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 Bilim, Eğitim ve Düşünce Dergisi
Mart 2004, Cilt 4, Sayı 1, Sayfa(lar) 04
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Evolving Great Universities in Small and Developing Countries
Pang Eng Fong,Linda Lim
Singapore Management University,University of Michigan-Ann Arbor

These are challenging times for most universities, particularly public universities in developing countries. Budget constraints have compelled many to cut costs and programs. At the same time, changing expectations have thrust upon them new functions and roles. In East Asia, for example, public universities are expected to become more research oriented and link up with industry to enhance national economic competitiveness. To do so effectively, it is assumed they must aspire to "world-class" status and transform themselves into institutions that can compare favorably with the best in the West.

And the best in the West, it is widely accepted, are in the United States. U.S. universities are rightly renowned for their excellence and creativity. Their research has spawned ideas and products that have changed America and the world. Less well known is the fact that American colleges and universities are highly differentiated in size and orientation. Their diversity allows specialization and gives the system resilience. American universities, especially the research-oriented ones, however, are not without their critics. Detractors have indicted them for being too focused on research to the detriment of their teaching and public service obligations.

The U.S. Model: Can It Be Emulated? The issue for universities in small or developing countries is whether the U.S. research university model is the right one to emulate, given that it has evolved in response to particular conditions and circumstances. A related question is whether less-well-endowed countries are prepared to give their universities the resources over an extended period of time to enable them to compete for faculty with highly ranked U.S. universities.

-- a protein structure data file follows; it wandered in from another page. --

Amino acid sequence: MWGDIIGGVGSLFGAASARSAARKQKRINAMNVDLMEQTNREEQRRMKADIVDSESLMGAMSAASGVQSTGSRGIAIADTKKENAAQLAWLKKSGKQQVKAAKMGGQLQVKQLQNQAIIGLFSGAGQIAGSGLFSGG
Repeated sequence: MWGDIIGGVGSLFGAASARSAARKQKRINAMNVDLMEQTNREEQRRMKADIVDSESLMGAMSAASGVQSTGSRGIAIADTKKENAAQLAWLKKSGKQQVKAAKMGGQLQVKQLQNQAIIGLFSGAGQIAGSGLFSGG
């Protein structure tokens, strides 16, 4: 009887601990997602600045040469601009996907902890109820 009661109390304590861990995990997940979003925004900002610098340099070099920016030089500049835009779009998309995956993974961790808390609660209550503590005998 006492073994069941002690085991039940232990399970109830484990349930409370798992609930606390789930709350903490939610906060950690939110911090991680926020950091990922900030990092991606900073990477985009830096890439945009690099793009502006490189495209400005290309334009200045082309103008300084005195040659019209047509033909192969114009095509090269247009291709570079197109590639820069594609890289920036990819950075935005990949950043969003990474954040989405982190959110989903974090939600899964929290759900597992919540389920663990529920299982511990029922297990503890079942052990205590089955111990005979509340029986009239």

In most other countries, national universities are state-funded comprehensive institutions. They don't have the scale and diversity of the United States or its ready access to a huge global pool of scholarly talent or to ample research funds from private as well as state sources.

In U.S. research universities, faculty research in most scholarly disciplines is evaluated in terms of publication in peer-reviewed academic journals. In this process, scholars in the same field review research paper submissions and decide whether they are worthy of publication in a particular journal. The most "highly ranked" journals tend to be those with the "purest" disciplinary focus.

Faculty whose interest is interdisciplinary and topical, or in place-specific or policy-oriented research, may have difficulty getting published in the top "internationally refereed" journals, thus defined. Research questions important in small and developing countries may not be of interest to the global discipline. And empirical data may not be available for sophisticated testing methodologies to be used.

Much depends on the subject area or discipline concerned. In pure science, there may be only a single global benchmark for research excellence. But in the humanities, social sciences, and many professional disciplines, global disciplinary benchmarks may not adequately capture local and regional specificities.


The "global standards" that are the hallmark of U.S. research universities may be adapted with some effort by other countries. More difficult to replicate are the intangibles such as the strong tradition of academic research and debate, protection for academic freedom, intellectual autonomy, faculty governance, and cultural tolerance and diversity.